Research Group "Stochastic Algorithms and Nonparametric Statistics"

Seminar "Modern Methods in Applied Stochastics and Nonparametric Statistics" Winter Semester 2023/24

17.10.2023 N.N.

24.10.2023

31.10.2023 Dr. Pavel Dvurechensky (WIAS Berlin)
Cancelled due to unforeseen circumstances! Decentralized local stochastic extra-gradient for variational inequalities (hybrid talk)
We consider distributed stochastic variational inequalities (VIs) on unbounded domains with the problem data that is heterogeneous (non-IID) and distributed across many devices. We make a very general assumption on the computational network that, in particular, covers the settings of fully decentralized calculations with time-varying networks and centralized topologies commonly used in Federated Learning. Moreover, multiple local updates on the workers can be made for reducing the communication frequency between the workers. We extend the stochastic extragradient method to this very general setting and theoretically analyze its convergence rate in the strongly-monotone, monotone, and non-monotone (when a Minty solution exists) settings. The provided rates explicitly exhibit the dependence on network characteristics (e.g., mixing time), iteration counter, data heterogeneity, variance, number of devices, and other standard parameters. As a special case, our method and analysis apply to distributed stochastic saddle-point problems (SPP), e.g., to the training of Deep Generative Adversarial Networks (GANs) for which decentralized training has been reported to be extremely challenging. In experiments for the decentralized training of GANs we demonstrate the effectiveness of our proposed approach. Joint work with A. Beznosikov, A. Koloskova, V. Samokhin, S. Stich, A. Gasnikov.
07.11.2023 Peter K. Friz (TU & WIAS Berlin)
On (local) rough stochastic volatility and weak rates (hybrid talk)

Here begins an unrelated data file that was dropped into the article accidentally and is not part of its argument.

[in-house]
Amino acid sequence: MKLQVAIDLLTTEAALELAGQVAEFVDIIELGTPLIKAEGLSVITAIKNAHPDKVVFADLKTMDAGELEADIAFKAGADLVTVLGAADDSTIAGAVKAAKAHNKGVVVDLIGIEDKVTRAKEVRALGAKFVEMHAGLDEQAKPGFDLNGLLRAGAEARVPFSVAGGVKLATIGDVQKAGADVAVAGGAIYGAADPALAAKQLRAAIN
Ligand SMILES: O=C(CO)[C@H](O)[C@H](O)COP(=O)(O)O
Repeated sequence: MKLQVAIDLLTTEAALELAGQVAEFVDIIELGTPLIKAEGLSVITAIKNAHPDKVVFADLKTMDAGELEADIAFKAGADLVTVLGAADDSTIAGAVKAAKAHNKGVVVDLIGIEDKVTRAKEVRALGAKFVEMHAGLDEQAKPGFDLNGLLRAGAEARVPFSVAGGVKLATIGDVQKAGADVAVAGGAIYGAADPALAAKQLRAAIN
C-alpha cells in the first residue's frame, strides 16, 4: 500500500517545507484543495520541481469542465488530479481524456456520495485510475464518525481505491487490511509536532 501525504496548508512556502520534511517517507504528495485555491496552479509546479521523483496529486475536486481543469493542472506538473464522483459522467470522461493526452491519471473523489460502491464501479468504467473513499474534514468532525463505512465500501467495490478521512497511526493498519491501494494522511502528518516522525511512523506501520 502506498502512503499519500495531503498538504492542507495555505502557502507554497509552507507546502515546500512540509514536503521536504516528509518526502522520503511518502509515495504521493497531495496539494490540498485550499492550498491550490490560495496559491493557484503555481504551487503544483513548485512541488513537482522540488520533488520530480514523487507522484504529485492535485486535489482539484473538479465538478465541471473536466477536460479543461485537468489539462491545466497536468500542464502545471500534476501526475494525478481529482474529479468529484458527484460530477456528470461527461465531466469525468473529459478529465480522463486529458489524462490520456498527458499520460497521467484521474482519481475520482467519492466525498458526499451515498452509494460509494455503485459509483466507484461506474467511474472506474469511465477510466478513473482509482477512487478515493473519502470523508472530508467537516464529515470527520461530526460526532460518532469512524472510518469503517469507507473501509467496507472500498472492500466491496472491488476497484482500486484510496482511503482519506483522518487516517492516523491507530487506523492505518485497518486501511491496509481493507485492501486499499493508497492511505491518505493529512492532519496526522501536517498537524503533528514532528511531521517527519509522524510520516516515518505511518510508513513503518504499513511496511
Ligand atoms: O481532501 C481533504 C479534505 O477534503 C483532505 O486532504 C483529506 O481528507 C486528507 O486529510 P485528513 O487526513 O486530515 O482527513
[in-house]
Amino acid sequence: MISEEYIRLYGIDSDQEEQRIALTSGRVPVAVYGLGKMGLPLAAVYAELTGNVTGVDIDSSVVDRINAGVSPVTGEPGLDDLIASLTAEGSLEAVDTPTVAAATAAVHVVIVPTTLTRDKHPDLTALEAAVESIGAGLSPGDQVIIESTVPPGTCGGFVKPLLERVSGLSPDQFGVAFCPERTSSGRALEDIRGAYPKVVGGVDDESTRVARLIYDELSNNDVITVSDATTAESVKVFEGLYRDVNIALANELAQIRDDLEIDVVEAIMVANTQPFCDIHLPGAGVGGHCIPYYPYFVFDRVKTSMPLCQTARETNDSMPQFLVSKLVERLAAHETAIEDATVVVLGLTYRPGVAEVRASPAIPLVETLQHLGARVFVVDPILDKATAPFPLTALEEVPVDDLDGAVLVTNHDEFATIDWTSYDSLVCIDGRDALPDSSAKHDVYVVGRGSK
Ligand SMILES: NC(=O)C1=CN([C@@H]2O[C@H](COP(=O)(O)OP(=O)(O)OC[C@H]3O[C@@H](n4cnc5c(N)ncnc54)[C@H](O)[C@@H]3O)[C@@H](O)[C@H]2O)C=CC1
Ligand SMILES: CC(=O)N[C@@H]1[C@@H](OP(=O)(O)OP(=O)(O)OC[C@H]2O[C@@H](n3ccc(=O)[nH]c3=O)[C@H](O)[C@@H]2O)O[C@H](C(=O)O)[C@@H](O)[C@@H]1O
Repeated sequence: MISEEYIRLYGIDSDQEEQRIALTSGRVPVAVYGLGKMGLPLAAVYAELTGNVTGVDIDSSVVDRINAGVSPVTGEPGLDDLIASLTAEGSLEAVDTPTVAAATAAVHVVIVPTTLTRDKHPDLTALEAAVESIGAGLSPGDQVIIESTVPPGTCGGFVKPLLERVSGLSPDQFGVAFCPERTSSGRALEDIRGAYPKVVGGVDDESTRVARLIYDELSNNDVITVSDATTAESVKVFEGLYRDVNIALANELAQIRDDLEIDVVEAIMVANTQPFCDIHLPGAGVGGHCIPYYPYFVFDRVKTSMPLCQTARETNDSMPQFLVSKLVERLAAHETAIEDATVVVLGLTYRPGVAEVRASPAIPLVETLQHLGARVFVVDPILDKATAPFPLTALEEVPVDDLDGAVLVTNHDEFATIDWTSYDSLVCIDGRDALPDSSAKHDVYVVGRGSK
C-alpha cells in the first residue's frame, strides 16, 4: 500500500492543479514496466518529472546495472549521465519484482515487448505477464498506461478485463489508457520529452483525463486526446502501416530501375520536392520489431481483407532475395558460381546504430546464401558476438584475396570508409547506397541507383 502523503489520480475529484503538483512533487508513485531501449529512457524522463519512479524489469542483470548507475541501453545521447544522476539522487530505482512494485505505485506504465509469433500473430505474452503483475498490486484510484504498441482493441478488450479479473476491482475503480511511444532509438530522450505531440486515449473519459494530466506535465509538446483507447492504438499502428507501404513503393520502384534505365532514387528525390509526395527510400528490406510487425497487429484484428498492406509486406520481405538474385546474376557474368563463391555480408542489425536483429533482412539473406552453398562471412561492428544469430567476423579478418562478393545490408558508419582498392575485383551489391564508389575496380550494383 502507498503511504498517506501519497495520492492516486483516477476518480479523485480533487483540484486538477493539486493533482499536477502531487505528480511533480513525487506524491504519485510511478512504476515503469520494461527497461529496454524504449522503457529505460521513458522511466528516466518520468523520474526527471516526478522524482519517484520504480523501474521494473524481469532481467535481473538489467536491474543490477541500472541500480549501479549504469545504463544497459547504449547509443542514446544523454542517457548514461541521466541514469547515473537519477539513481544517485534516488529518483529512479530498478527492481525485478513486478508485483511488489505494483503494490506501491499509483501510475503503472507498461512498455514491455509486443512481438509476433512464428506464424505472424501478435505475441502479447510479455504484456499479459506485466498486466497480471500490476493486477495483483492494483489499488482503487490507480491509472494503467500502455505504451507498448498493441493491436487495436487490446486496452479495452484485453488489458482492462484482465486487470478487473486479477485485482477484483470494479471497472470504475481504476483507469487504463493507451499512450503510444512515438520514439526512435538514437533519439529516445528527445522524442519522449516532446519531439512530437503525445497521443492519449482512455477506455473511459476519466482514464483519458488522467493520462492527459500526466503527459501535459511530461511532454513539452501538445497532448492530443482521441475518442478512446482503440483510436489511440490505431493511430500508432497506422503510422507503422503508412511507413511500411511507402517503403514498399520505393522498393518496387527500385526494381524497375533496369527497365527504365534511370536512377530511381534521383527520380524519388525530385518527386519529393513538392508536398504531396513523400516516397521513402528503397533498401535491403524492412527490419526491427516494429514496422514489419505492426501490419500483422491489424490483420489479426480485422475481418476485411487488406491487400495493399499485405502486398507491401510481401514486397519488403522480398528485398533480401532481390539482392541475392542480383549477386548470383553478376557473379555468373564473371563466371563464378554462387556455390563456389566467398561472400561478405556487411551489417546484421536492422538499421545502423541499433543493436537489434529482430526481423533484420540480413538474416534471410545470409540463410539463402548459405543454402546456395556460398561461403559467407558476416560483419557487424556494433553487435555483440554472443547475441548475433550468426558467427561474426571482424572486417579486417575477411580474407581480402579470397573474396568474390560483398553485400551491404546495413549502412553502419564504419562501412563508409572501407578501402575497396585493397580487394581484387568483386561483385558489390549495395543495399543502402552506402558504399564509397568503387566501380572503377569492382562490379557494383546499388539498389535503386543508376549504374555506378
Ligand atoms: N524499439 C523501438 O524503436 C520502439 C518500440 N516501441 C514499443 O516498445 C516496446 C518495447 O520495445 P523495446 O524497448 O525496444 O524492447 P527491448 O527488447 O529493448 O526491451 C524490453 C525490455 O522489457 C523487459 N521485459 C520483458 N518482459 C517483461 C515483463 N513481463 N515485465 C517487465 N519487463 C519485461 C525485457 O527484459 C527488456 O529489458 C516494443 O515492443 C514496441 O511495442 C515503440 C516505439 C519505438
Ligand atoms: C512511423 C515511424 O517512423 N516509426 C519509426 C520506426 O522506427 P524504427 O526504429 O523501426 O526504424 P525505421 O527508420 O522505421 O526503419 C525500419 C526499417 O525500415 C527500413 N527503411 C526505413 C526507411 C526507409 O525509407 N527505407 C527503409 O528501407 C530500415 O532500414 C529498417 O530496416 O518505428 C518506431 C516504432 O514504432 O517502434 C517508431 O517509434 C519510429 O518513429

Stocks, futures, commodities and exchange rates share very similar statistical features The self-organising mechanism through which all markets appear to settle close to such a critical point remains a mystery. From a pure engineering point of view, rough volatility has gotten us "a step closer to the perfect volatility model" (Bouchaud 2020), and this talk is devoted to a better mathematical understanding thereof. In part 1 we consider simple rough stochastic volatility specifications itentify the optimal weak rate of convergence, out of reach of classical PDE based methods, which stabilises in the "very" rough regime when $H$ is close to zero, popular in econophysics. Part 2 is devoted to general stochastic volatility (including but not restricted to a rough volatility scale) in presence of an additional leverage functions. Such local stochastic volatility models come with popular data-driven particle methods, yet well-posedness remains largely open. As remedy we propose to consider instead an Euler discretisation, trivially well-posed, and show that it achieves an eps-perfect calibration for eps Euler steps in time. This is joint work with W. Salkeld (Brown University, Part 1) and T. Wagenhofer (TU Berlin, Part 1 & 2).
14.11.2023 Leonard Schmitz (Universität Greifswald)
Two-parameter sums signatures and corresponding quasisymmetric functions (hybrid talk)
Quasisymmetric functions have recently been used in time series analysis as polynomial features that are invariant under, so-called, dynamic time warping. We extend this notion to data indexed by two parameters and thus provide warping invariants for images. We show that two-parameter quasisymmetric functions are complete in a certain sense, and provide a two-parameter quasi-shuffle identity. A compatible coproduct is based on diagonal concatenation of the input data, leading to a (weak) form of Chen's identity.
21.11.2023 N.N.

28.11.2023 Christophe Roux (ZIB)
Bounding geometric penalties in first-order Riemannian optimization (hybrid talk)